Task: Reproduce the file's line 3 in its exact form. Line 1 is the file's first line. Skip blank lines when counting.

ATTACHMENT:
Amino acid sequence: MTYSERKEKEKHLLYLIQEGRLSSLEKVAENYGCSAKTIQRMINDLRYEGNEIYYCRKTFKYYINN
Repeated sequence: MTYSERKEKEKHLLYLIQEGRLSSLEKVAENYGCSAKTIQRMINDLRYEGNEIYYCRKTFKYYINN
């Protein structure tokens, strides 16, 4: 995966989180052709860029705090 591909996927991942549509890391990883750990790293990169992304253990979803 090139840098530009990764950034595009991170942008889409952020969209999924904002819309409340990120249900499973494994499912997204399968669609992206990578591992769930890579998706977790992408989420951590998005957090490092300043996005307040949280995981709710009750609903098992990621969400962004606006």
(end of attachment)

């Protein structure tokens, strides 16, 4: 995966989180052709860029705090 591909996927991942549509890391990883750990790293990169992304253990979803 090139840098530009990764950034595009991170942008889409952020969209999924904002819309409340990120249900499973494994499912997204399968669609992206990578591992769930890579998706977790992408989420951590998005957090490092300043996005307040949280995981709710009750609903098992990621969400962004606006």